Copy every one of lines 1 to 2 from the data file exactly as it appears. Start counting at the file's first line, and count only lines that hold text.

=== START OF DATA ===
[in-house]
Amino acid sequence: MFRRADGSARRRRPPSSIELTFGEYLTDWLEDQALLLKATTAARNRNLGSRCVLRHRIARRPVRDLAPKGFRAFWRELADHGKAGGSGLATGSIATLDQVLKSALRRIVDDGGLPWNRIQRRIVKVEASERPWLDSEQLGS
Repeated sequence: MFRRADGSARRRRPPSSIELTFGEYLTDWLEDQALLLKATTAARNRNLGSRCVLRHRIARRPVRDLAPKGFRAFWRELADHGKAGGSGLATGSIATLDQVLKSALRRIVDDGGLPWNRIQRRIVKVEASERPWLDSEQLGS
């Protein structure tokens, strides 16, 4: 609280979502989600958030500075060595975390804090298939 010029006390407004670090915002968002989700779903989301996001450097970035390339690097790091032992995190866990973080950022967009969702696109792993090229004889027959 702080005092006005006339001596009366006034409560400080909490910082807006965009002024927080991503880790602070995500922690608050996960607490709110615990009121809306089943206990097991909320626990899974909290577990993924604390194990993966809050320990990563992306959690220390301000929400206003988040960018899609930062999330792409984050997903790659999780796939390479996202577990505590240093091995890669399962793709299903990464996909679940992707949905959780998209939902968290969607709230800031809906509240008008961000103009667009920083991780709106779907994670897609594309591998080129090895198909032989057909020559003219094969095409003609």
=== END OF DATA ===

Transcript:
[in-house]
Amino acid sequence: MFRRADGSARRRRPPSSIELTFGEYLTDWLEDQALLLKATTAARNRNLGSRCVLRHRIARRPVRDLAPKGFRAFWRELADHGKAGGSGLATGSIATLDQVLKSALRRIVDDGGLPWNRIQRRIVKVEASERPWLDSEQLGS